“Self Control” by Frank Ocean is a melancholic exploration of unfulfilled love and personal restraint. It stages the heart-wrenching dialogue of longing and resignation between two individuals caught in the push and pull of their romantic inclinations.
The opening lines set the scene of a poolside conversation, setting a relaxed but somewhat tense atmosphere. Frank mentions his inability to offer the desired appeal to his interest, possibly hinting at emotional barriers or simply timing. Phrases like “Could I make it shive last night?” utilize AAVE (African American Vernacular English) ‘shive’ referring to the strong emotional reaction or goosebumps, indicating a missed romantic opportunity.
“I’ll be the boyfriend in your wet dreams tonight” uncovers Frank’s yearning for intimacy that’s only imagined, not actualized. The line “Noses on a rail, little virgin wears the white” suggests an air of innocence broken, possibly by substance use or sensual pursuits.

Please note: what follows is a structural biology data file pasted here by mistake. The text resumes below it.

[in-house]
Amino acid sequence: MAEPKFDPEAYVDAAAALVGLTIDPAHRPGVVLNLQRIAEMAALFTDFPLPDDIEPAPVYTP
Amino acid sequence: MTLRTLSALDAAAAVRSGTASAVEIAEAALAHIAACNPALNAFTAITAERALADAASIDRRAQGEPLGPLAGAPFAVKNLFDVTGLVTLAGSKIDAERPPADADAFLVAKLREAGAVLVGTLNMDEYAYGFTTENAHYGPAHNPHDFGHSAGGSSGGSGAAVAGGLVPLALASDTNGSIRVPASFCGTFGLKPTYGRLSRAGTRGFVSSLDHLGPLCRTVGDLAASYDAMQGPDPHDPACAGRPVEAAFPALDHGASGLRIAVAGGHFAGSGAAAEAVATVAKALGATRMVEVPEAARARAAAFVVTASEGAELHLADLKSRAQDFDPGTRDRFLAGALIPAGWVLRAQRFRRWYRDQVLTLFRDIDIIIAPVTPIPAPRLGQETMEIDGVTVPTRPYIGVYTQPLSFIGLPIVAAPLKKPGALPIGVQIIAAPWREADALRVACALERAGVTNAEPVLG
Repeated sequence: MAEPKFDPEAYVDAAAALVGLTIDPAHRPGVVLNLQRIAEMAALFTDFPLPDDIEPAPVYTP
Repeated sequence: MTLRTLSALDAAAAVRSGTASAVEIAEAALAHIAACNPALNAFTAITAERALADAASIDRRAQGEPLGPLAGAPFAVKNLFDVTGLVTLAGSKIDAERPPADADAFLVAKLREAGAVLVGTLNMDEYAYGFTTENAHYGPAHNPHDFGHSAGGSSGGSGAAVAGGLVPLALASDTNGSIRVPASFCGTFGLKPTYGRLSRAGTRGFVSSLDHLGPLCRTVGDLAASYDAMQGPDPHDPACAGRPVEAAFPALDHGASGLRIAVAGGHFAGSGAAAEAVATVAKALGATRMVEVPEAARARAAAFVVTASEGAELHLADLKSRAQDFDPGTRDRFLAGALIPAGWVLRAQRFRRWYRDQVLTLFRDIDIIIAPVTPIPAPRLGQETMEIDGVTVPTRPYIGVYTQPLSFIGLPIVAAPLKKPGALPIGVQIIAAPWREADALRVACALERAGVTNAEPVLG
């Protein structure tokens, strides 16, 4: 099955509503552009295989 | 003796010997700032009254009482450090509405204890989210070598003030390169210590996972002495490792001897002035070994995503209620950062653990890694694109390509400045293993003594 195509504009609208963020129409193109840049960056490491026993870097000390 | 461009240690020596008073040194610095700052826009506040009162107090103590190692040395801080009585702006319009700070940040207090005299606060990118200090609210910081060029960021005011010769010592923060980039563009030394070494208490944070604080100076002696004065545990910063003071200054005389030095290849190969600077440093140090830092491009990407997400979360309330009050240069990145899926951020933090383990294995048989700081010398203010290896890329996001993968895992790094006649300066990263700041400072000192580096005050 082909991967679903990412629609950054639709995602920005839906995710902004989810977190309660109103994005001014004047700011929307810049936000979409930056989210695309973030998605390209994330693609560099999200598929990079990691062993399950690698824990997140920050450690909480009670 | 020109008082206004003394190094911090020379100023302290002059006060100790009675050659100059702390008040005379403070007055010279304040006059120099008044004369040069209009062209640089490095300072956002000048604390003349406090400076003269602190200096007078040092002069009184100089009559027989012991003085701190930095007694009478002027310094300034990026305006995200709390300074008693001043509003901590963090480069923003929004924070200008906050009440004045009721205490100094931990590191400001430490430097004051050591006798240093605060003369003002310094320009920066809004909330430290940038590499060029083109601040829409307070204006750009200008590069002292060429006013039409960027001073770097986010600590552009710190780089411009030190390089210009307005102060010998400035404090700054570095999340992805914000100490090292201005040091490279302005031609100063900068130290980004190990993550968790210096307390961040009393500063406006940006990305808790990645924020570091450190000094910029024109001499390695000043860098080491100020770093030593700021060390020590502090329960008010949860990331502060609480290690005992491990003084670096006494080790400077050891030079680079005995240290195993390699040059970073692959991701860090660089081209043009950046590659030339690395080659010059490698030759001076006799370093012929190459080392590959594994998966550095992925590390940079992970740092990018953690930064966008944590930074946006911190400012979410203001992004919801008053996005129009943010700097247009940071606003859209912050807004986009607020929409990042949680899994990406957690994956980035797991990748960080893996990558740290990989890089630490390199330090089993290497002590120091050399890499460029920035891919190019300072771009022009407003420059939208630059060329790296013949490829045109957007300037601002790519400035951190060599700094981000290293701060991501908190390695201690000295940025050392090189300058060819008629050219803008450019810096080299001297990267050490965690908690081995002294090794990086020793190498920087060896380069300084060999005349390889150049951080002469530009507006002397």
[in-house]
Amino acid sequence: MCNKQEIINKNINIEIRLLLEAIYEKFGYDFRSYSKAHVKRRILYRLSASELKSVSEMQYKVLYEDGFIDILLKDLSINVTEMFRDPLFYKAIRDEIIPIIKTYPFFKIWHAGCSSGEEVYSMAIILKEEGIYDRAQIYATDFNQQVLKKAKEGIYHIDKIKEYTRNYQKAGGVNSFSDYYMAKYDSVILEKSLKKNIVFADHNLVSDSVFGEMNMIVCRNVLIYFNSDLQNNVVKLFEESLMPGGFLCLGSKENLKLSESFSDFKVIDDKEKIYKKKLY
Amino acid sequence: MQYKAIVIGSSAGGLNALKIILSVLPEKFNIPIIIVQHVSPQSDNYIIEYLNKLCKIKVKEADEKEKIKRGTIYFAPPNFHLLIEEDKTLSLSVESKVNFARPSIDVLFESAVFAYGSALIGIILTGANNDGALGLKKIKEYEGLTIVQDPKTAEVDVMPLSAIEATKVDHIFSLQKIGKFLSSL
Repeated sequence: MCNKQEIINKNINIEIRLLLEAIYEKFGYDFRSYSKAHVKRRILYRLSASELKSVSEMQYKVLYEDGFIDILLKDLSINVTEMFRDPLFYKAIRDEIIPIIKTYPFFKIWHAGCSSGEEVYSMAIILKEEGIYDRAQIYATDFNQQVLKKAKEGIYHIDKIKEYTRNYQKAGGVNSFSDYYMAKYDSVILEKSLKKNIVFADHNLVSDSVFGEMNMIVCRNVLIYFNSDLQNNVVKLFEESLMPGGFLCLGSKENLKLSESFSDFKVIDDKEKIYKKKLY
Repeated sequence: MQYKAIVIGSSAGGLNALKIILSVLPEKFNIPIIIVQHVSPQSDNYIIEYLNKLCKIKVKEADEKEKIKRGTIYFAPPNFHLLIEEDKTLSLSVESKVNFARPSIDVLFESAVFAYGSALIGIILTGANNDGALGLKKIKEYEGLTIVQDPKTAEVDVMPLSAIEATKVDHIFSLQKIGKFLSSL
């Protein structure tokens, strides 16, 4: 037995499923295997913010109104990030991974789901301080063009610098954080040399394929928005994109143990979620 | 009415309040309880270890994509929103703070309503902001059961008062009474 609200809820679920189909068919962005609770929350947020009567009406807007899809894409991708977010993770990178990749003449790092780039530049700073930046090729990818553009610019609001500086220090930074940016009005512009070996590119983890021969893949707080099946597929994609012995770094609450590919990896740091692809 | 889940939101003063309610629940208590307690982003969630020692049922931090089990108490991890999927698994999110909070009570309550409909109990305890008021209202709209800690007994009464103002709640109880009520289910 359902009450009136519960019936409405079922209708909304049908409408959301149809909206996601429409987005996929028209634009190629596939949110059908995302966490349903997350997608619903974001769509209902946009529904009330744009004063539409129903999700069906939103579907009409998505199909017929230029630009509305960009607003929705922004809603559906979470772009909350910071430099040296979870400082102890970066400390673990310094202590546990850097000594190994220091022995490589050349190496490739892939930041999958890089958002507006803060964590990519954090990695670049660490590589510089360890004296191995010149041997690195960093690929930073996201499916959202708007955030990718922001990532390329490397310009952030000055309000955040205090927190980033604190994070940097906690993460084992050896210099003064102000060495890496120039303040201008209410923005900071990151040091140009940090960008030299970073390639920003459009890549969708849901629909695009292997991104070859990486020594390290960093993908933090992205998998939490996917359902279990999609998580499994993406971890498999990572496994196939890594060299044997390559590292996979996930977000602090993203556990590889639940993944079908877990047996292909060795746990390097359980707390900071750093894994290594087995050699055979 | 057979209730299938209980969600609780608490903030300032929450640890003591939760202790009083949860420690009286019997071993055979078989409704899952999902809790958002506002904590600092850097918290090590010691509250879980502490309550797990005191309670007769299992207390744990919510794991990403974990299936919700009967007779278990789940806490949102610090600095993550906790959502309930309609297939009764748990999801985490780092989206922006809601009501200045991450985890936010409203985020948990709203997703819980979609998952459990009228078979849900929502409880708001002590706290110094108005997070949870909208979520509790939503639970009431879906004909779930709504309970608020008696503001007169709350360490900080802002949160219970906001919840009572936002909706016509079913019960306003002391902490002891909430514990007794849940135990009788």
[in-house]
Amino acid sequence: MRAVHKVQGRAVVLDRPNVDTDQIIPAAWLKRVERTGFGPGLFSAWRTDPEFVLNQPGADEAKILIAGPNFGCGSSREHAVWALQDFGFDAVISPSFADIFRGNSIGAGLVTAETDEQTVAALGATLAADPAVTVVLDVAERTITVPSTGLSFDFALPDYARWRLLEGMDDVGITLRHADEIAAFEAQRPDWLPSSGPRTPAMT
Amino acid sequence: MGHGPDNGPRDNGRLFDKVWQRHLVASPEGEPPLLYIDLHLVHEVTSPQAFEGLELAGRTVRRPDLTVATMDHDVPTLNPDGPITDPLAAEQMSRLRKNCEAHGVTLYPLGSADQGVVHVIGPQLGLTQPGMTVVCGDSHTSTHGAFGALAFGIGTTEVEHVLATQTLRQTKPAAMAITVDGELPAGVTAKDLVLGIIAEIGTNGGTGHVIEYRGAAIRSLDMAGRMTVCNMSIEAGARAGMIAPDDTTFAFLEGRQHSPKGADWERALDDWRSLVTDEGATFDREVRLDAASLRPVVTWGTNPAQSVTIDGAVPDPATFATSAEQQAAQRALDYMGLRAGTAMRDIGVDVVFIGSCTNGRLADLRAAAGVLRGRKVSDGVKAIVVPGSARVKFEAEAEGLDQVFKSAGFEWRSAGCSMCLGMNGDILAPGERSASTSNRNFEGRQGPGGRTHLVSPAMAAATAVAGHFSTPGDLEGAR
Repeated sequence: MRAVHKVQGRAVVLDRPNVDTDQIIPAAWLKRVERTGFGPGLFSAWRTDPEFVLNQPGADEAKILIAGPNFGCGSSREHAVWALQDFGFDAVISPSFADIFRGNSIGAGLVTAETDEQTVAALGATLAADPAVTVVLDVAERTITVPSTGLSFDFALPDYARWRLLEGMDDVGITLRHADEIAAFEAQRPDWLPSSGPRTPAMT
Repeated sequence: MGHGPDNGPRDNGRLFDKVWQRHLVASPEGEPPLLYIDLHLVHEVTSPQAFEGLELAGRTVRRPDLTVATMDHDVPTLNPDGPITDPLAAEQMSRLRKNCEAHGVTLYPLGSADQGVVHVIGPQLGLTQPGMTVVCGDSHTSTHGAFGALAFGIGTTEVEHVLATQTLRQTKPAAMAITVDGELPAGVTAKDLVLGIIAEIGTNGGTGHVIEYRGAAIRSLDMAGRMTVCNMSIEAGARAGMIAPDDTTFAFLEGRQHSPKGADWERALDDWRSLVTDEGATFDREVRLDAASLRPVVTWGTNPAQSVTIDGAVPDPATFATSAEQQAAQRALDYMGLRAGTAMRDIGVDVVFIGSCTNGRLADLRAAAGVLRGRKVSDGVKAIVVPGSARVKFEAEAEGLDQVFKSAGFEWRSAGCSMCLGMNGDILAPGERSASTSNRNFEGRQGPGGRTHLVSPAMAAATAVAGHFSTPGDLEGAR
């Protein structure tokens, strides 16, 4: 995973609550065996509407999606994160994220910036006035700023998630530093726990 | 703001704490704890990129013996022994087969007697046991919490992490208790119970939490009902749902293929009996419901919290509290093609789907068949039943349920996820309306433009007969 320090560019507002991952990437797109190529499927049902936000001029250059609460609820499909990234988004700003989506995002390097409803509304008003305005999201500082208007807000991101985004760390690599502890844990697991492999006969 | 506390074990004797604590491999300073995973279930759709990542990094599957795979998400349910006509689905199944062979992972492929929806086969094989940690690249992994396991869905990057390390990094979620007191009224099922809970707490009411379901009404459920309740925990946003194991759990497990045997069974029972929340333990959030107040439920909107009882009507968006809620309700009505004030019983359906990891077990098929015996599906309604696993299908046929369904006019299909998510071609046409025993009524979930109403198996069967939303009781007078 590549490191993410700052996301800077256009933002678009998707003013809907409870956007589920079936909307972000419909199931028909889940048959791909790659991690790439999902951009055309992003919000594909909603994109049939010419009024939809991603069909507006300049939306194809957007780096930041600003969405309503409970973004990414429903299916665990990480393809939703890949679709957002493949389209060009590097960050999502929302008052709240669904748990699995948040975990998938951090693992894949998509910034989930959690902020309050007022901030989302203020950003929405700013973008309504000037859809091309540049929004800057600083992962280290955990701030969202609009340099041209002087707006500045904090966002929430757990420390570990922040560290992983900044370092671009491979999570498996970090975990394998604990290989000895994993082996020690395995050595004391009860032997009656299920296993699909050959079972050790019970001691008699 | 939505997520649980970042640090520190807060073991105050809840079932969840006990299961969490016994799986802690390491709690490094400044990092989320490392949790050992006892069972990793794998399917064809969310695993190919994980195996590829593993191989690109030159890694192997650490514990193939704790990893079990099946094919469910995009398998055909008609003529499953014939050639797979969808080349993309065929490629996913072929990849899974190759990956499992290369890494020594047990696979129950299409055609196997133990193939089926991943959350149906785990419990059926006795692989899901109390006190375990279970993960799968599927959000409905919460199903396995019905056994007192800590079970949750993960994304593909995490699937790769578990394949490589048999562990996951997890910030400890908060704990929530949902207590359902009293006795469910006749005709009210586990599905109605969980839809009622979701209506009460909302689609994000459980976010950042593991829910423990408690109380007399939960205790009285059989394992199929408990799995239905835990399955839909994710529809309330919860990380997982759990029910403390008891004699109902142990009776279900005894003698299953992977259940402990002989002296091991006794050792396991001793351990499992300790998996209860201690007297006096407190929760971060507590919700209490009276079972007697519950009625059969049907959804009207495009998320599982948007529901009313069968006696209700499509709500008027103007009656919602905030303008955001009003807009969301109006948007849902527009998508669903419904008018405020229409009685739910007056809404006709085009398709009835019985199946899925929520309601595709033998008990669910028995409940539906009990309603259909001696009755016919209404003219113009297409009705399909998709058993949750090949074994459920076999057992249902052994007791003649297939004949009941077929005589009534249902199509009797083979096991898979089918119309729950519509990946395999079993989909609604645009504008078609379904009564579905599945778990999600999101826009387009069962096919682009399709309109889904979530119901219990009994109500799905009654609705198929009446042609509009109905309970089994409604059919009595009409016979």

The lyric “You cut your hair, but you used to live a blonded life” is a metaphorical line indicating a change in personality. This was likely inspired by Frank’s own transformation, as his album was called “Blonde,” and he was known to bleach his hair. It’s a call to a past version that possibly was more daring or free.
When he croons “Keep a place for me, for me / I’ll sleep between y’ll, it’s nothing”, there’s a strong sense of entreaty, suggesting an emotional constraint in their relationship where Frank occupies a space but isn’t the primary focus. Here again, the context of unrequited feelings and longing resonates.
Frank uses lyrical brilliance to describe heartache in “And I came to visit ’cause you see me like a UFO” – expressing how he feels like an alien, a rare and misunderstood presence in his interest’s life. The term “self-control” comes to hit hard when he admits that being around has led them to exercise restraint in their feelings – a tragic reality of their bond.
Towards the end, “I know you gotta leave, leave, take down some summer time” reflects acceptance of the end of their fleeting summertime romance. Frank acknowledges that his interest has someone else coming into their life and he needs to let go. “You’re spitting game, know you got it”, is street talk for flirting successfully, and signifies he recognizes their ability to move on effortlessly – a finish that leaves us with a bitter-sweet aftertaste of this lyrical masterpiece.